For a band organising a tour without management or agents, the Lovely Eggs seem to have amassed an impressive cult following – with fans including Iggy Pop, who provided vocals for their most recent single, “I, moron” as well as providing a reminder that he is still in fact alive. Passing the vocalist Holly Ross and her husband, drummer David Blackwell outside, I find they are sincerely engrossed in conversation with some eager fans, and as I enter the basement of Stereo I hold high expectations for an intense and energetic performance from the psychedelic rockers, given that videos taken from the previous night involved an army of topless middle-aged crowd surfers (which seems to be a recurring pattern at Lovely eggs concerts) – I am both disappointed and somewhat relieved to report that the crowd surfers were absent on this occasion.
It was evidently a night for quirky and unconventional performers, as the stage was warmed up by the eccentrically dressed electro punk duo Arch Femmesis, entrancing the audience with their mesmerising pounding rhythms and sensual lyricism. This was followed by the acerbic poetry of Thick Richard, who ignited the room into fits of laughter with his scathing cynicism and candid confessions of forgetting his lines.
Walking onstage to a now heaving crowd, many of whom have patiently waited two years for this exact moment, The Lovely Eggs set forth their outlandish essence before they even begin playing as they strut on stage to the tune of Chopsticks. The no-frills duo need no warming up nor introduction as they pick up their instruments and immediately launch into the hard-edged riff of Witchcraft, from their album This is Eggland.
At first the audience seems tentative and reserved. Perhaps merely out of practice after two years of a stagnant live music scene, they nonetheless struggle to mirror the zest of the band as they kick into songs from their most recent album, “I Am Moron”, with lyrics teetering on the edge of absurdism; “I wanna thousand freaks to tell me that flat earth is real,” Ross chirps, pandering to wackiness in a way that can feel a bit too obvious at times.
It appears I’m not the only one with high expectations for the evening as Holly, clearly dissatisfied by a seemingly timid audience (at least by punk standards), interrupts the performance to reprimand us on our concert etiquette, protesting the folded arms of the unenthusiastic observers and inviting the more energetic attendees to the front. Feeling like I’ve just been told off by my mum, I notice this lecture has undeniably caused a perceptible resurgence of the crowd which now stutters to life – on a personal note, it also freed me from my position stuck behind an obnoxiously positioned pole (seriously Stereo, sort it out!).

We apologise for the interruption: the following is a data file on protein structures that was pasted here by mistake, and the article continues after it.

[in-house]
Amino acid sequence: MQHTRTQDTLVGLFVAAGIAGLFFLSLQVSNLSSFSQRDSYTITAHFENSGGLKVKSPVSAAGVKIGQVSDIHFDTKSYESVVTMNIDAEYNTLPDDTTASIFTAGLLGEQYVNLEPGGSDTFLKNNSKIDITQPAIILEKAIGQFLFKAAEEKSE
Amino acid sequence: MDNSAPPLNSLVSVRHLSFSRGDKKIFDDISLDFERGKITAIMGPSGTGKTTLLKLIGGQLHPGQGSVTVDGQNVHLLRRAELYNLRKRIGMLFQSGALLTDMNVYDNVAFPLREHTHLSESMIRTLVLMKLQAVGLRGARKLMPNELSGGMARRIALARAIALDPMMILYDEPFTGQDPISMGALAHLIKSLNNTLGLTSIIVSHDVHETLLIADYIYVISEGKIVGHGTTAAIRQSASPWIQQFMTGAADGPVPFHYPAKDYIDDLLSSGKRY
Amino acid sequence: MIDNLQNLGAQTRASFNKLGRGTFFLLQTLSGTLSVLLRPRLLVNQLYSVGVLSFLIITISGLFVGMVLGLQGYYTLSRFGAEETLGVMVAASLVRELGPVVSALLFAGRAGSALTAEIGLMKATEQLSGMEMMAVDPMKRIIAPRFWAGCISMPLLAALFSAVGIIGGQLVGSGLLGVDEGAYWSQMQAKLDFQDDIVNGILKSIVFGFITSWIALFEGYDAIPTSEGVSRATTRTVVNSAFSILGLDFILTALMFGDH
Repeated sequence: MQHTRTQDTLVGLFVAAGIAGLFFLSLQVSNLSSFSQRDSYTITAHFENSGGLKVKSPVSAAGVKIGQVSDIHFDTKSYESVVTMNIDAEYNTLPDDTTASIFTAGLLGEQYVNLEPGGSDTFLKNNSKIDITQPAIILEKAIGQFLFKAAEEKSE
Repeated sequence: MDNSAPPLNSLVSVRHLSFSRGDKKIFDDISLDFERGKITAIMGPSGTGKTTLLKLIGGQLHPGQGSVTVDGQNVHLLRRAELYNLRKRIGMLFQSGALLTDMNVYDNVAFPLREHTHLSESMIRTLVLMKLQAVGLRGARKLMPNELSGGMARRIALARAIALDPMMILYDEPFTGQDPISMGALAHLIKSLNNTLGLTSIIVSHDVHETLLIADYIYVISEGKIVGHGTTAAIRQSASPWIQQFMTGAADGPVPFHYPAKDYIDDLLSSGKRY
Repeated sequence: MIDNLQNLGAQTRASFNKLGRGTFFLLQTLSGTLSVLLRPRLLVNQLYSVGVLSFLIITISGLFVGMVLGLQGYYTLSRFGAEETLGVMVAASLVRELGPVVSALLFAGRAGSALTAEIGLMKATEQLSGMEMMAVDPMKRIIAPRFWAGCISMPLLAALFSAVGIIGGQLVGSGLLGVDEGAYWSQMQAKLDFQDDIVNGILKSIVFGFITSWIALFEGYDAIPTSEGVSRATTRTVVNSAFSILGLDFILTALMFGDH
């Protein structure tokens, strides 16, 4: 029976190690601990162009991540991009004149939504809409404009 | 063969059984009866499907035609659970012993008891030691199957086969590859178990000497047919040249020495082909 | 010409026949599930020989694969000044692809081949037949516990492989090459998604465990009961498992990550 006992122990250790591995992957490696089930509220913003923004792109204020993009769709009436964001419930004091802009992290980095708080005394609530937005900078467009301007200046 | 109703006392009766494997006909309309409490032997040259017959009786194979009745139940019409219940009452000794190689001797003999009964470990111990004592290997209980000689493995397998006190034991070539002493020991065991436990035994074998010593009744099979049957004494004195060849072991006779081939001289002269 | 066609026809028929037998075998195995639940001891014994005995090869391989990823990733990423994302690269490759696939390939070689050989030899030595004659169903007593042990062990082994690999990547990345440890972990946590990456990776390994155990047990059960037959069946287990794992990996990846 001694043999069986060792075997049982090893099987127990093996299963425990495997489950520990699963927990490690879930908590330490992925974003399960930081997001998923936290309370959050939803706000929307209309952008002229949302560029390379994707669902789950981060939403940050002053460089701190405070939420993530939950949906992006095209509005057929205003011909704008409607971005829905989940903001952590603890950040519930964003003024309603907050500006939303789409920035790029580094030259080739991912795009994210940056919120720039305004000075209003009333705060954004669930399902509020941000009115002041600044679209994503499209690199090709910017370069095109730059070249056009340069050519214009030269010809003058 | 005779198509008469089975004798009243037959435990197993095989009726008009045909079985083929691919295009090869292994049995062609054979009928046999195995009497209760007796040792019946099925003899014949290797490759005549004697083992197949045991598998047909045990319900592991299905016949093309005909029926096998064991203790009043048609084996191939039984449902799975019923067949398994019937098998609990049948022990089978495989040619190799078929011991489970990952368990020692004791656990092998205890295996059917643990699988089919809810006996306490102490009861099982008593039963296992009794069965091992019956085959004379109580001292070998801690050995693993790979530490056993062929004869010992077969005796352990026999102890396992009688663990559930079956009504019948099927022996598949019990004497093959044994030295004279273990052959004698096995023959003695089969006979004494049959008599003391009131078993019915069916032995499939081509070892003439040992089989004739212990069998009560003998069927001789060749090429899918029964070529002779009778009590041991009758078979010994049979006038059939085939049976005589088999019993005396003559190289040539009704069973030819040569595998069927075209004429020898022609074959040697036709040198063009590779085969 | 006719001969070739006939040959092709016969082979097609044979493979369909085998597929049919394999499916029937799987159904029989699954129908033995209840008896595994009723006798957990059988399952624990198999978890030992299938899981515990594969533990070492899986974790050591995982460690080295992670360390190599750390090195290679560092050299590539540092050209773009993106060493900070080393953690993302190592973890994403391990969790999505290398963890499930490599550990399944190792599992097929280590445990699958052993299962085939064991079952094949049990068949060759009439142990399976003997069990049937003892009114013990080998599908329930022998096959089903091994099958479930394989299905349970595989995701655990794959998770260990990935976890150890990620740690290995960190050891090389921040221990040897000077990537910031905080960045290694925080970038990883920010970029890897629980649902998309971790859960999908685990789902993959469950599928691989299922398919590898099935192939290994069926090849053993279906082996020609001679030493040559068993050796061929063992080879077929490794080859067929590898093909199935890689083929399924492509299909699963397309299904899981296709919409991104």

The band serenades us with the charming and stripped down “Fuck It” which despite being the slowest song on the set, does little to curb the crescendo of enthusiasm brewing among the crowd. If there’s one thing the Lovely Eggs enjoy it’s a good mantra and the crowd is swept into a surprisingly cathartic choir of “fuck its”.
If one thing is certain, it’s that Ross’ fiery spirit hasn’t been doused since her days in riot grrrl band Angelica. Her energy is infectious and at points she synchronises her animated headbanging with an eager crowd. The surrealist lyrics are charmingly delivered by an unapologetically thick and strangely comforting Lancaster accent, as are her witticisms and anecdotes interspersed between songs, which are so unaffectedly affable that it feels as though an old friend is chatting to me. A heartfelt moment in which Holly invites us to raise a toast in memory of a deceased fan really emphasises their sincere and valued connection with their fans.
My view consists of a sea of grey haired or balding heads ardently bobbing up and down, belonging to like-minded punk rockers with an insatiable hunger for noise, not stifled by the years behind them. The carefree attitude of the band is perfectly summarised by Holly who says, “Life is full of wrong notes… and sometimes you just have to play ‘em”. If wrong notes were played, everyone was having too much of a blast to notice. The concert comes to climactic ending with “Return of Witchcraft”, boasting a faster tempo than its recording which gathers the crowd into a manic flurry of flying limbs and and sees Ross completely let loose, bouncing across the stage with an alacrity scarcely seen by artists half her age, and viciously strumming her guitar above her head. As I receive my fair share of leather clad elbows to the face, I come to the realisation that whoever says punk is dead has clearly never been to a Lovely Eggs concert.
Leaving the venue, I find myself still under hypnosis, absentmindedly muttering the words to “You Can Go Now”. If I’ve learned anything it’s that the Lovely Eggs know how to create a good ear worm; if you didn’t know the songs before the gig, you can be assured you’ll be humming them the whole way to the chippy afterwards.